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Author Notes:

Lindsay J Collin, Department of Population Health Sciences, Huntsman Cancer Institute, University of Utah, 2000 Circle of Hope Drive, Room 4746, Salt Lake City UT, 84112; phone: (530) 386-3341. Email: lindsay.collin#hci.utah.edu

LJC, TPA, JLG, and HTS conceptualized the research question and developed the methodologic approach; HTS, JLG, and TPA facilitated the data acquisition; KV conducted the formal analyses; LJC, TPA, JLG, TLL, and HTS provided feedback on results and methodologic considerations; HTS and TLL provided supervision; LJC drafted the initial manuscript; all authors provided feedback and approved the final manuscript.

The authors declare no conflicts of interest.


Research Funding:

This work was supported by the National Centre for Advancing Translational Sciences of the National Institutes of Health (TL1TR002540 to L.J.C), the National Institute of Mental Health (R01MH110453 to J.L.G.), and the National Institute of General Medical Sciences (P20GM103644 to T.P.A.).


  • Science & Technology
  • Life Sciences & Biomedicine
  • Oncology
  • cancer survivorship
  • neoplasms
  • prognosis
  • stress-related disorders
  • trauma
  • RISK

Preexisting stress-related diagnoses and mortality: A Danish cancer cohort study


Journal Title:



Volume 128, Number 6


, Pages 1312-1320

Type of Work:

Article | Post-print: After Peer Review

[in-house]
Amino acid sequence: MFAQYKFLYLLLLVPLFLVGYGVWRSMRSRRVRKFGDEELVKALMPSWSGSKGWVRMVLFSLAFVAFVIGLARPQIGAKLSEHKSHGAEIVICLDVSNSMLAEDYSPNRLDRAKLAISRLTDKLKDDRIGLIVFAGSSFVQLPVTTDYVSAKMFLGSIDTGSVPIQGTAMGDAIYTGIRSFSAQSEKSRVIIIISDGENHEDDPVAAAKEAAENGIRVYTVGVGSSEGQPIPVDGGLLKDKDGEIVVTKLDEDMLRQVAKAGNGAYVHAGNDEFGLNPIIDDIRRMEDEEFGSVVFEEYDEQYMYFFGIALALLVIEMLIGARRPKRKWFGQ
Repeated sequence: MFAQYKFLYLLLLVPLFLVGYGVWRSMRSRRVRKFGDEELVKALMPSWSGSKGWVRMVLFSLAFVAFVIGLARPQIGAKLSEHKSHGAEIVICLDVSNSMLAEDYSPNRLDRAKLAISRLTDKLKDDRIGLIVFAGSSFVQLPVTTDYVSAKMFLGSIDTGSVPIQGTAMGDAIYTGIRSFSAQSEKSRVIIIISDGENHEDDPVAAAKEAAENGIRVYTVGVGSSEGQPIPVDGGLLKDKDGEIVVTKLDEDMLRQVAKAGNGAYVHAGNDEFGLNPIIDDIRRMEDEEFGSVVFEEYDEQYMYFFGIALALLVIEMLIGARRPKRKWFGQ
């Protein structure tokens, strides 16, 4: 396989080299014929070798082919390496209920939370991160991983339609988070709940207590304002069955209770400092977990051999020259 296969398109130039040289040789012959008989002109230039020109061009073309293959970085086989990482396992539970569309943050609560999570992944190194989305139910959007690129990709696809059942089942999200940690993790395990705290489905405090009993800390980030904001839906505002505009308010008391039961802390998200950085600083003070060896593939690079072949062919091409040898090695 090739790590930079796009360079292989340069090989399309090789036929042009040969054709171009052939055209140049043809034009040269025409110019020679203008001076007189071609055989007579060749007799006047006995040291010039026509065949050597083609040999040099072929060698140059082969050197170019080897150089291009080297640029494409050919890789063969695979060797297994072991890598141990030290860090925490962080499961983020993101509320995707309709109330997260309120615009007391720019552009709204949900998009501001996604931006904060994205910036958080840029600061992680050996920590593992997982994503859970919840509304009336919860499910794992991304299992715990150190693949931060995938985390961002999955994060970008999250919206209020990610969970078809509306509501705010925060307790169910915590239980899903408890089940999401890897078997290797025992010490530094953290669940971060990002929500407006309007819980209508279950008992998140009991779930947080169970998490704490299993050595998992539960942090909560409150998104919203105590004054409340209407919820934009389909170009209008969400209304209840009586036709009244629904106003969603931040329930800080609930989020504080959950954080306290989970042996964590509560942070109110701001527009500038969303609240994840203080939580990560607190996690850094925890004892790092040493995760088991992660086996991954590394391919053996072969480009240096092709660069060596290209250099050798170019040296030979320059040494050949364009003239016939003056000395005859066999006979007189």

Background: This study evaluated the association between preexisting stress-related diagnoses and mortality in a Danish population–based cancer cohort. Methods: This study included Danish patients with cancer diagnosed in 1995-2011 who had a stress-related diagnosis before their cancer diagnosis. Cancer patients without a prior stress-related diagnosis were matched 5:1 to the stress disorder cohort by cancer site, age group, calendar period, and sex. The 5-year cumulative incidence of cancer-specific and all-cause mortality was computed by stress-related diagnosis category. Hazard ratios and 95% confidence intervals (CIs) associating stress-related diagnoses with mortality were computed by follow-up time, stress-related diagnosis category, stage, comorbidity status, and cancer type. Results: This study identified 4437 cancer patients with a preexisting stress-related diagnosis and 22,060 matched cancer cohort members. The 5-year cumulative risk of cancer-specific mortality was 33% (95% CI, 32%-35%) for those with a preexisting stress-related diagnosis and 29% (95% CI, 28%-29%) for those without a prior stress-related diagnosis. Cancer patients with a preexisting stress-related diagnosis had a 1.3 times higher cancer-specific mortality rate than the comparison cohort members (95% CI, 1.2-1.5). This increase persisted across categories of stress-related diagnosis. The association varied by stage and cancer type, with more pronounced associations found among those with a late stage at diagnosis and hematological malignancies. Conclusions: Cancer patients with preexisting stress-related diagnoses had increased rates of cancer-specific and all-cause mortality. The results suggest that psychiatric comorbidities may be an important consideration for cancer prognosis, and cancer treatment informed by a patient's history may improve outcomes.
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